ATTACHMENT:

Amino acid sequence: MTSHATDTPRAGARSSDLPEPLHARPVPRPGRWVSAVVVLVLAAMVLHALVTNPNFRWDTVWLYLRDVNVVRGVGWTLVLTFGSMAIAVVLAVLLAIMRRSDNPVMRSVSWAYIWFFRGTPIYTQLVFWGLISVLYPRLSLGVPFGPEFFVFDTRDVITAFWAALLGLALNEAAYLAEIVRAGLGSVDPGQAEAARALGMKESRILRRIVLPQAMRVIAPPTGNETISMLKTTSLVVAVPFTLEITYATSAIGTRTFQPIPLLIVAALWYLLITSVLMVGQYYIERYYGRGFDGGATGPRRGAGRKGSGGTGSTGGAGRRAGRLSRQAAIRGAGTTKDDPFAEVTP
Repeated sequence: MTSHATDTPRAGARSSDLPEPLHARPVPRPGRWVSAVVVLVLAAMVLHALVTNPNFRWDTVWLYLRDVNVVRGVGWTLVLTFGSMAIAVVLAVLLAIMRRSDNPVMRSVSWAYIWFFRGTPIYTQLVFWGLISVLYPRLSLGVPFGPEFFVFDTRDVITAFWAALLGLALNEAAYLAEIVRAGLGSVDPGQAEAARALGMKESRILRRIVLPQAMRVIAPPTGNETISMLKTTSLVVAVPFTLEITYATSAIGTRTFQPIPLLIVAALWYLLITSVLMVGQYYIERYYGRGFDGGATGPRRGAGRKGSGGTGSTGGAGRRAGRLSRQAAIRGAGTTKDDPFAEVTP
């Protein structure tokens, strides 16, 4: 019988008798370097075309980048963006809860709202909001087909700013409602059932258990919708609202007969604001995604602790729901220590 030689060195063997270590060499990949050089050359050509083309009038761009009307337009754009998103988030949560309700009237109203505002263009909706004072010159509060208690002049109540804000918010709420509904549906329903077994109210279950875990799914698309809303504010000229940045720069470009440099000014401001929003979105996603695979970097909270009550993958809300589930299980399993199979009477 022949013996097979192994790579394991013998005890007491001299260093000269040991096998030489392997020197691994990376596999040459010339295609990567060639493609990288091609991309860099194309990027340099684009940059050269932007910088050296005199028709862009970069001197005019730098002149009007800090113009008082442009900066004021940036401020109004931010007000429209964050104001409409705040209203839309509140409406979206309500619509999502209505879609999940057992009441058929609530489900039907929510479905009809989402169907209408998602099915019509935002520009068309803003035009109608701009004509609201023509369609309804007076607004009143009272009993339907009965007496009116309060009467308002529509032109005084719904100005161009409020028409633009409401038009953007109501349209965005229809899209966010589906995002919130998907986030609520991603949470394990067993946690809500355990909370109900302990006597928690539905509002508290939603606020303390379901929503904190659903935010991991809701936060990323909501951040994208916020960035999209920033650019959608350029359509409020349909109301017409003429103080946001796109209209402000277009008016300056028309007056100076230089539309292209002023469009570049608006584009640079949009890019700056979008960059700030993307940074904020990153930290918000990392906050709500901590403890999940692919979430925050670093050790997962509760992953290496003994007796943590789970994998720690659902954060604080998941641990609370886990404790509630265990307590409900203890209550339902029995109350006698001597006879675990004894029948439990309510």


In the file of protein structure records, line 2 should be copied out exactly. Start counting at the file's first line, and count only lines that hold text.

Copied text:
Repeated sequence: MTSHATDTPRAGARSSDLPEPLHARPVPRPGRWVSAVVVLVLAAMVLHALVTNPNFRWDTVWLYLRDVNVVRGVGWTLVLTFGSMAIAVVLAVLLAIMRRSDNPVMRSVSWAYIWFFRGTPIYTQLVFWGLISVLYPRLSLGVPFGPEFFVFDTRDVITAFWAALLGLALNEAAYLAEIVRAGLGSVDPGQAEAARALGMKESRILRRIVLPQAMRVIAPPTGNETISMLKTTSLVVAVPFTLEITYATSAIGTRTFQPIPLLIVAALWYLLITSVLMVGQYYIERYYGRGFDGGATGPRRGAGRKGSGGTGSTGGAGRRAGRLSRQAAIRGAGTTKDDPFAEVTP